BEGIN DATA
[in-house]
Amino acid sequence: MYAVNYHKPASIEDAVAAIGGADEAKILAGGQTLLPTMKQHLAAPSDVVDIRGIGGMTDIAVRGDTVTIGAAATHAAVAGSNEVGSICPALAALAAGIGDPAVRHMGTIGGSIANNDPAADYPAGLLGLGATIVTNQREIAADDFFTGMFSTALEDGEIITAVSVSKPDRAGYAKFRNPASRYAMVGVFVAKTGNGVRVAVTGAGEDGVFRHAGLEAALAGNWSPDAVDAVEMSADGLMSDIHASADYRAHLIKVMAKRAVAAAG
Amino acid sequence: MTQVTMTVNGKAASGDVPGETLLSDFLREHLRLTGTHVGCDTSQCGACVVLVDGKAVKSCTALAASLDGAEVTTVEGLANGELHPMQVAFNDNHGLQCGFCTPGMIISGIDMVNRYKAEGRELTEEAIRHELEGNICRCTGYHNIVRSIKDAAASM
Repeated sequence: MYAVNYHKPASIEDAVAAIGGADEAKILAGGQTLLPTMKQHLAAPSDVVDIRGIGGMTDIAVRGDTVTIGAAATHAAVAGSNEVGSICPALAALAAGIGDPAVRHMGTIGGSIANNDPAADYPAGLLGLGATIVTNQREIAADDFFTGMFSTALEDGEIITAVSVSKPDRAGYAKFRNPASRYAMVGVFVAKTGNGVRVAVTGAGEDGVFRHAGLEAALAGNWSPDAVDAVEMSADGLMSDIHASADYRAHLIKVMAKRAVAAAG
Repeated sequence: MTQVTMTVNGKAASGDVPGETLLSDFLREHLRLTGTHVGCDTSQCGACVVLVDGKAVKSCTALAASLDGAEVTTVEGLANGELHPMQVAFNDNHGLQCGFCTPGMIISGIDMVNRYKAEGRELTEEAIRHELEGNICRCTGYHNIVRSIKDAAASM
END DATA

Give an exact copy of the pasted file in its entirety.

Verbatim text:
[in-house]
Amino acid sequence: MYAVNYHKPASIEDAVAAIGGADEAKILAGGQTLLPTMKQHLAAPSDVVDIRGIGGMTDIAVRGDTVTIGAAATHAAVAGSNEVGSICPALAALAAGIGDPAVRHMGTIGGSIANNDPAADYPAGLLGLGATIVTNQREIAADDFFTGMFSTALEDGEIITAVSVSKPDRAGYAKFRNPASRYAMVGVFVAKTGNGVRVAVTGAGEDGVFRHAGLEAALAGNWSPDAVDAVEMSADGLMSDIHASADYRAHLIKVMAKRAVAAAG
Amino acid sequence: MTQVTMTVNGKAASGDVPGETLLSDFLREHLRLTGTHVGCDTSQCGACVVLVDGKAVKSCTALAASLDGAEVTTVEGLANGELHPMQVAFNDNHGLQCGFCTPGMIISGIDMVNRYKAEGRELTEEAIRHELEGNICRCTGYHNIVRSIKDAAASM
Repeated sequence: MYAVNYHKPASIEDAVAAIGGADEAKILAGGQTLLPTMKQHLAAPSDVVDIRGIGGMTDIAVRGDTVTIGAAATHAAVAGSNEVGSICPALAALAAGIGDPAVRHMGTIGGSIANNDPAADYPAGLLGLGATIVTNQREIAADDFFTGMFSTALEDGEIITAVSVSKPDRAGYAKFRNPASRYAMVGVFVAKTGNGVRVAVTGAGEDGVFRHAGLEAALAGNWSPDAVDAVEMSADGLMSDIHASADYRAHLIKVMAKRAVAAAG
Repeated sequence: MTQVTMTVNGKAASGDVPGETLLSDFLREHLRLTGTHVGCDTSQCGACVVLVDGKAVKSCTALAASLDGAEVTTVEGLANGELHPMQVAFNDNHGLQCGFCTPGMIISGIDMVNRYKAEGRELTEEAIRHELEGNICRCTGYHNIVRSIKDAAASM